A minister historically lived a very modest lifestyle, which the Church supported by providing small plots of ground for him to graze a horse or a cow. Over time the need for these plots, known as glebe land, has diminished and now they often act as play parks, sports pitches, community spaces and woodland.
English glebe land was historically owned by the minister but in 1976 the rules changed and the ownership transferred to the Diocesan Board of Finance (DBF). These days glebe land consists of agricultural, commercial and residential land and property, and can also include recreational land.The income from glebe land, most commonly rental income or proceeds from sale, is reinvested so as to provide continuous income and a good return to the Diocesan Stipend Fund.
Because of its original purpose, glebe land is usually situated within a settlement or close on the outskirts of the settlement, with a high chance of it being zoned for development, which can make the land very valuable. Disposal of these sites is often encouraged to allow the proceeds of a sale to be invested.
North of the border, the Church of Scotland General Trustees are the property-holding corporation for the Church of Scotland and hold glebes and church buildings for the benefit of the congregations. The funds raised help congregations and communities meet their parish ministry costs including the provision of services such as weddings, baptisms, blessings and funerals.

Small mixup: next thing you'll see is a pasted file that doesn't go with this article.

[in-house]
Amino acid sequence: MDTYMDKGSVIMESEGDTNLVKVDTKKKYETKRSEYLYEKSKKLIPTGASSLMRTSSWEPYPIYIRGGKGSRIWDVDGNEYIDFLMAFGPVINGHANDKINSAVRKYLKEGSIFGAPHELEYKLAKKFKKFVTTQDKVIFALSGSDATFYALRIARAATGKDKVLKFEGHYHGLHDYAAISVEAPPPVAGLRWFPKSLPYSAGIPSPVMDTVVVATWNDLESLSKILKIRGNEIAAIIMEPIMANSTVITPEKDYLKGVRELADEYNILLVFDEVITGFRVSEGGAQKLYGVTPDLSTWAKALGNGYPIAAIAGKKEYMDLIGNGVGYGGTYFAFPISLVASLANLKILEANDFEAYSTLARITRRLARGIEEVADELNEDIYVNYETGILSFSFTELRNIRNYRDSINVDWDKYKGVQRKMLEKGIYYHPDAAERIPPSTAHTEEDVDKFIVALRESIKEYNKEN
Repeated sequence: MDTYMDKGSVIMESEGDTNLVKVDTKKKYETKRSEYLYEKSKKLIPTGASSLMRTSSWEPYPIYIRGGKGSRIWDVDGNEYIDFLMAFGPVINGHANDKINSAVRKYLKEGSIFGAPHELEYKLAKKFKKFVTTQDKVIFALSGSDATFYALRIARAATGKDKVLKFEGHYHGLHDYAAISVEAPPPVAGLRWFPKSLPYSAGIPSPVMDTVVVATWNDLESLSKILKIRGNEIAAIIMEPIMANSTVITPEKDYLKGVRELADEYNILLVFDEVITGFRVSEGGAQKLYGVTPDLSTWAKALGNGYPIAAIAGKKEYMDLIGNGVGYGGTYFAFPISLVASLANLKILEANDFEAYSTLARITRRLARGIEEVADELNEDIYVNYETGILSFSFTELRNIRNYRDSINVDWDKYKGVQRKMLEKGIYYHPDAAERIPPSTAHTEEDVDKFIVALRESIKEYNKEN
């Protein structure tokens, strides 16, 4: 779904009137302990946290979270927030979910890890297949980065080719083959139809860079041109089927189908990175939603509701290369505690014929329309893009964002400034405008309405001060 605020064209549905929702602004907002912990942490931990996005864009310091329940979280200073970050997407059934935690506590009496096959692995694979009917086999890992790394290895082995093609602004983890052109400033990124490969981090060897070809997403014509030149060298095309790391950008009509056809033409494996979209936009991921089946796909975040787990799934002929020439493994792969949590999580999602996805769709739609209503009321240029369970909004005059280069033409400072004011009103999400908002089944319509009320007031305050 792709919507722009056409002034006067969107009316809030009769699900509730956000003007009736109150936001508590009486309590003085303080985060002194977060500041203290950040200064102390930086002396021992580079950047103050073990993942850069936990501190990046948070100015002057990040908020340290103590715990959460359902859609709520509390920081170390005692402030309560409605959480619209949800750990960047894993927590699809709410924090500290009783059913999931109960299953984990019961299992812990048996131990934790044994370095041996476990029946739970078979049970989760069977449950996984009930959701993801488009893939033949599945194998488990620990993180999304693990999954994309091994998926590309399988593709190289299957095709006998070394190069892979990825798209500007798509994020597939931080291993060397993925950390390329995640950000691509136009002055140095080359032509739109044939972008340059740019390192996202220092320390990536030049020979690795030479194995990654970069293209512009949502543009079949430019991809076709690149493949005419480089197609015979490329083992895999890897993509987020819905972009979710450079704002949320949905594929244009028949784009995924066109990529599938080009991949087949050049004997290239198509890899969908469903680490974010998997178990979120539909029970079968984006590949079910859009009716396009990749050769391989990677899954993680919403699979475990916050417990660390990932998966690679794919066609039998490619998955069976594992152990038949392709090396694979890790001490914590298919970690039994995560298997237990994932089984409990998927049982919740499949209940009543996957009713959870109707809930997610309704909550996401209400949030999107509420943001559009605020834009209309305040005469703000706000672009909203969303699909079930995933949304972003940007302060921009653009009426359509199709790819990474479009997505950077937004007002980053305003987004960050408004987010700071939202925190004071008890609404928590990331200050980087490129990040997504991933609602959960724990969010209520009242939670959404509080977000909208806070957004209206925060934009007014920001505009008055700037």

Across the UK as a whole, those parcels of land which have not been adapted for community or commercial use are often let on agricultural tenancies or grazing agreements to neighbouring farms. The land provides an income stream in the form of rent but this is often very low and if the land is not providing a significant benefit then the option to sell the land provides an opportunity for some capital income.